General Electric engaged in $38 billion fraud, ‘bigger than Enron’: Report
A whistleblower has accused General Electric (GE) of hiding massive losses by engaging in a $38 billion accounting fraud, which is “bigger than Enron”.
In his report this week, investigator Harry Markopolos accused GE of utilising many of the same accounting tricks as Enron did to mislead the investors.
“In fact, GE’s $38 billion in accounting fraud amounts to over 40 per cent of GE’s market capitalisation, making it far more serious than either the Enron or WorldCom accounting frauds,” said the report.
GE denied the charge saying the 175-page report contained false statements.
“GE will always take any allegation of financial misconduct seriously. But this is market manipulation - pure and simple,” Lawrence Culp, Chairman and Chief executive Officer of GE said in a statement.
“Mr. Markopolos’ report contains false statements of fact and these claims could have been corrected, if he had checked them with GE before publishing the report,” said the statement.
To investigate GE’s fraud, Markopolos team went out and located the eight largest Long-Term Care (LTC) insurance deals that GE is a counterparty to, accounting for approximately 95 per cent or more of GE’s exposure.
Either these eight insurance companies filed false statutory financial statements with their regulators or GE’s financial statements are false, alleged the report.
The investigator said he got access to these eight insurers’ statutory financial statements filed with the relevant state insurance commissions.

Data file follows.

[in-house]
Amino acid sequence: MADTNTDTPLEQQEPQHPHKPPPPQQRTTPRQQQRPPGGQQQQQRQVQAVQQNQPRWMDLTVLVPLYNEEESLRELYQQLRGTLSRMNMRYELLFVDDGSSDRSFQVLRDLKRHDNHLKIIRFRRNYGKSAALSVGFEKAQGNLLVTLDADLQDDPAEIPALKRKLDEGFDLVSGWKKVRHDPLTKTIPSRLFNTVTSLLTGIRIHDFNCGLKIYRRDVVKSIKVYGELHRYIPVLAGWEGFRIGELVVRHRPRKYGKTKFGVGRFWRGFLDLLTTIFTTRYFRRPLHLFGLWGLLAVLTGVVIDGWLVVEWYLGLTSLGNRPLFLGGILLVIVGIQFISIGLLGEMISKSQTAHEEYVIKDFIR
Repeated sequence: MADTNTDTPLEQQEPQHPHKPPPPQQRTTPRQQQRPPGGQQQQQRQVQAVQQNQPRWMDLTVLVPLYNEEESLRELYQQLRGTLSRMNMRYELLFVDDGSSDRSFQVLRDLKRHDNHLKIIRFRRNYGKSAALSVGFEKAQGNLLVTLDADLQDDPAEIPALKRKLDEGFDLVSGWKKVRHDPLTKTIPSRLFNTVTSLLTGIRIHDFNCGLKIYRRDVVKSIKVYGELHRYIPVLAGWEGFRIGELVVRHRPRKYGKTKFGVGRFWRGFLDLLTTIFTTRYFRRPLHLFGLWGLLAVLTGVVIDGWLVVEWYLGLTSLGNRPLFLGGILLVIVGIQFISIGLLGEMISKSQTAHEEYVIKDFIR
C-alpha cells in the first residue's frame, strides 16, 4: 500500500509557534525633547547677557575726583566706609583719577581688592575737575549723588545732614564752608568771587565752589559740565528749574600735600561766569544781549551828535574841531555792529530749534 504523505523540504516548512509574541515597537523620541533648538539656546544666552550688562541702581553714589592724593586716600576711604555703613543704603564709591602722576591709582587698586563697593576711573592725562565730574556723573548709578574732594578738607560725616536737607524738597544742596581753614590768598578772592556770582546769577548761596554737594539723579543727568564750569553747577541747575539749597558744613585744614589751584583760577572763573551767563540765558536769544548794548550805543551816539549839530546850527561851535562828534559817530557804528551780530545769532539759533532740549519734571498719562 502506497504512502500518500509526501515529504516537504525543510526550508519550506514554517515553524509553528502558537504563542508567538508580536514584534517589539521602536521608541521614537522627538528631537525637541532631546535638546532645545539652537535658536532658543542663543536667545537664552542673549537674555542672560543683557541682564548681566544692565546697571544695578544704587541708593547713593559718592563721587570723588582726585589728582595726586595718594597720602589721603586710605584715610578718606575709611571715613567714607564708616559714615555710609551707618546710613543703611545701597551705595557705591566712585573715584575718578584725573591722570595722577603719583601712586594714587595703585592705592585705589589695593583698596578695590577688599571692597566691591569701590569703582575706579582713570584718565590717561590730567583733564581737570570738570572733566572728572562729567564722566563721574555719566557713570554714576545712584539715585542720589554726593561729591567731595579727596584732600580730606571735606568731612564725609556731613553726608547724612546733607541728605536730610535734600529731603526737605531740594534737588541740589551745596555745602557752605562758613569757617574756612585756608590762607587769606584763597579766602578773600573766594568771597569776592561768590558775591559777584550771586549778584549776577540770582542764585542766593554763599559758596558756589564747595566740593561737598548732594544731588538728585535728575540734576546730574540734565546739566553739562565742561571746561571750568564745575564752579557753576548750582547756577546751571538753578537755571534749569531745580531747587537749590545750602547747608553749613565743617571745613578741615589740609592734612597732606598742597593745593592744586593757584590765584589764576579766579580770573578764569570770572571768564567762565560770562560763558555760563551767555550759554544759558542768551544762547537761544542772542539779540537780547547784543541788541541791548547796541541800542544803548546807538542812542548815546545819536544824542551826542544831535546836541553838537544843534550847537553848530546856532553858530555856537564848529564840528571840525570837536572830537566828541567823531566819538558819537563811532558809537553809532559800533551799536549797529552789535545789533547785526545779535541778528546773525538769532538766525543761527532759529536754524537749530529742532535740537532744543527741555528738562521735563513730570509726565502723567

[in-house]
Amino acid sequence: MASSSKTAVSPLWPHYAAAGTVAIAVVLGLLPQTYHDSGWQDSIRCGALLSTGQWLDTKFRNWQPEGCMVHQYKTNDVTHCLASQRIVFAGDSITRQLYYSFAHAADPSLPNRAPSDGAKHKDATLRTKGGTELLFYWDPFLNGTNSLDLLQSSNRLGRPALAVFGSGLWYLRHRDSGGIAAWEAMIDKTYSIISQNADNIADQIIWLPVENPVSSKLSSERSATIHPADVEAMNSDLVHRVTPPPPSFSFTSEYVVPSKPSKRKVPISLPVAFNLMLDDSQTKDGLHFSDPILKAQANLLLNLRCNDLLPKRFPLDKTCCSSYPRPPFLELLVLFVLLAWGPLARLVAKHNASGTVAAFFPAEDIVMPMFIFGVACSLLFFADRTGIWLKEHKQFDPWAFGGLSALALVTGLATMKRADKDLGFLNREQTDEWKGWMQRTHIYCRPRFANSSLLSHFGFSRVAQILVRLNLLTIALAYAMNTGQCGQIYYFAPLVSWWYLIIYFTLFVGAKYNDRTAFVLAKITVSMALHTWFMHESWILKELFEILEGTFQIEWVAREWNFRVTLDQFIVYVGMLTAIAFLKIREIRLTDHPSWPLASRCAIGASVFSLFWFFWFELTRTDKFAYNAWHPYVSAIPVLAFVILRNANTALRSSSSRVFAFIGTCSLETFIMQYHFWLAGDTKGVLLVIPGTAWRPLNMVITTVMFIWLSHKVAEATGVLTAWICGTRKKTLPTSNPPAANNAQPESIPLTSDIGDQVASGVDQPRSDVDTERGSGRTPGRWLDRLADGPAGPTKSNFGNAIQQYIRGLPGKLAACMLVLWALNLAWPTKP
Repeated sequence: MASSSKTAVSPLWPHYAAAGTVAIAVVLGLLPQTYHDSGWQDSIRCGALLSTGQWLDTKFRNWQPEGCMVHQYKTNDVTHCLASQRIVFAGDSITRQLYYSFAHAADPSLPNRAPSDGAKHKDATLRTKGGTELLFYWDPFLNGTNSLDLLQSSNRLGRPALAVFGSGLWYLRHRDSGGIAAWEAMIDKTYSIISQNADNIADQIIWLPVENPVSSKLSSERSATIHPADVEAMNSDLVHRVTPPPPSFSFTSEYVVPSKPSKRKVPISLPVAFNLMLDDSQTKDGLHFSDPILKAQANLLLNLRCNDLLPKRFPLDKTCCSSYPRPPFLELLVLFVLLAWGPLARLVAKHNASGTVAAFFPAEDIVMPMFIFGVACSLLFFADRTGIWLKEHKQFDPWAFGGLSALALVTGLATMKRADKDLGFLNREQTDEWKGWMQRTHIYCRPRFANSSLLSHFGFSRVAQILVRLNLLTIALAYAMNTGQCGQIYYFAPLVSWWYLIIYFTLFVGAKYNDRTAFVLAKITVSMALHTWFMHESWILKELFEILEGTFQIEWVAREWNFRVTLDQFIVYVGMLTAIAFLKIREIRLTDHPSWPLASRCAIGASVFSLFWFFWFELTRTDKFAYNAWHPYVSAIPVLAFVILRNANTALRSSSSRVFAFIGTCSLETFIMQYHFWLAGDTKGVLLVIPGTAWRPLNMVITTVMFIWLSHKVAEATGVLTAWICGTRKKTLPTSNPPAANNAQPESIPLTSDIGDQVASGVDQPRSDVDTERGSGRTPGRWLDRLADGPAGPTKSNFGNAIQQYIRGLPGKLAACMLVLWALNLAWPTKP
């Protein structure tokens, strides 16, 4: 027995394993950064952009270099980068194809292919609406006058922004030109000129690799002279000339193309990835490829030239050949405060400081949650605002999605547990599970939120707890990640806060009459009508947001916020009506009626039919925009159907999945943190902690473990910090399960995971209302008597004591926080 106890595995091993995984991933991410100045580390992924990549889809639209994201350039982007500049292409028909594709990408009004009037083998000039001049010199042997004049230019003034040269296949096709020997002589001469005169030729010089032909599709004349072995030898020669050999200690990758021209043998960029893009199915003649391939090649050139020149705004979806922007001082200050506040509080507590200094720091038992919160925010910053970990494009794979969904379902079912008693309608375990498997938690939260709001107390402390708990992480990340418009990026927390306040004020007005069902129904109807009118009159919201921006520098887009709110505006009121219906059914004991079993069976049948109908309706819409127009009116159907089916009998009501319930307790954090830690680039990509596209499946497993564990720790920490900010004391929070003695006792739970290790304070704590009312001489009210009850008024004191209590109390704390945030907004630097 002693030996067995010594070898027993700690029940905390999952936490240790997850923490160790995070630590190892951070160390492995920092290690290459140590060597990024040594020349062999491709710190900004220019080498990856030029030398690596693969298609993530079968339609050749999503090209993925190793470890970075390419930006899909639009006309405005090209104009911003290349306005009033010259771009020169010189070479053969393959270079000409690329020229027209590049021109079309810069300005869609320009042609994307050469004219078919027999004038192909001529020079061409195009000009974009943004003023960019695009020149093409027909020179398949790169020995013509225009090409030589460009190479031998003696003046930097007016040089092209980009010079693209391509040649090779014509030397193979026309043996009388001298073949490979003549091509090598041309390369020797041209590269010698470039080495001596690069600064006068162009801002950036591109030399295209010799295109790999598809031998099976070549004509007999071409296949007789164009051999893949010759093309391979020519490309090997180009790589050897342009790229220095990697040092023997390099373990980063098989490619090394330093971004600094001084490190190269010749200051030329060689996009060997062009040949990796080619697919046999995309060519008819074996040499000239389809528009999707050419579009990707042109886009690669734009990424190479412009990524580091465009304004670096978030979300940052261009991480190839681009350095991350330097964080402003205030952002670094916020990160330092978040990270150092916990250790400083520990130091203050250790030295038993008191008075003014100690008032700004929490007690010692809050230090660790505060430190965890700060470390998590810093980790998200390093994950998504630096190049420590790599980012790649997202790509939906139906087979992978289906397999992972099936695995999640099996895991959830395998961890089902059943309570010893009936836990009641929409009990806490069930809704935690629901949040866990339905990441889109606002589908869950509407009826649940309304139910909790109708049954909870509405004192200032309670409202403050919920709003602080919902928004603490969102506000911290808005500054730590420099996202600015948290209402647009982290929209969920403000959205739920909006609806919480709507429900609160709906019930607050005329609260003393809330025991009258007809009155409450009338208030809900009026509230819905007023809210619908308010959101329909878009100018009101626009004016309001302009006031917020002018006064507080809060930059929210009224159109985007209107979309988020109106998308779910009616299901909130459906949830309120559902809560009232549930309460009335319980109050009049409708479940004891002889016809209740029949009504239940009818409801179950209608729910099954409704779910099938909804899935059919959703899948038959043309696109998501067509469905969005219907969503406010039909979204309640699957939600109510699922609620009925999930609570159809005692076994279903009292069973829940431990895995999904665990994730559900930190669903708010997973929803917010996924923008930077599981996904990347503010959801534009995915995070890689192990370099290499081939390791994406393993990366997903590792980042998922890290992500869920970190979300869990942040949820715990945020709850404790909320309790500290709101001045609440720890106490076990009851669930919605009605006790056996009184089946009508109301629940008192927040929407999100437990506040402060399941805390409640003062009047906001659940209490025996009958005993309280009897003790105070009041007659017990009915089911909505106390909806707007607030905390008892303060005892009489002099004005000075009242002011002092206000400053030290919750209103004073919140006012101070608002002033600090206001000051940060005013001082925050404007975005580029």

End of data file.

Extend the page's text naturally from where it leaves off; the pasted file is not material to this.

“What they revealed was that GE was hiding massive loss ratios, the highest-ever seen in the LTC insurance industry, along with exponentially increasing dollar losses being absorbed by GE,” said the report.
“What’s even more doubtful is GE becoming cash flow positive in 2021 as management would have you believe.”
“After we accounted for the $38 billion in accounting fraud, GE’s debt to equity ratio goes from the 3:1 ratio that it reported at the end of the 2nd quarter 2019 to a woefully deficient 17:1,” the report alleged.
Leslie Seidman, GE Director and Chair of Audit Committee, also accused Markopolos of inaccuracies.
“The report contains numerous novel interpretations and downright mistakes about the actual accounting requirements, making his conclusions about GE’s reporting questionable at best,” Seidman said in a statement.
“The fact that he wrote a 170-page paper but never talked to company officials goes to show that he is not interested in accurate financial analysis, but solely in generating downward volatility in GE stock so that he and his undisclosed hedge fund partner can personally profit,” Culp said.
The Enron scandal, revealed in 2001, led to the prosecution of several of its executives. Enron’s CEO, Jeff Skilling resigned on August 14, 2001. The company was downgraded to junk status on November 28, 2001 and filed for bankruptcy protection on December 2 that year.
Markopolos is best known for his role as the whistleblower, who warned the Securities and Exchange Commission (SEC), the US’s top financial watchdog, about Madoff’s Ponzi scheme, the Guardian reported.
After Madoff pleaded guilty to swindling investors out of $65bn in savings, he was jailed for 150 years in 2009.
(This story has been published from a wire agency feed without modifications to the text. Only the headline has been changed.)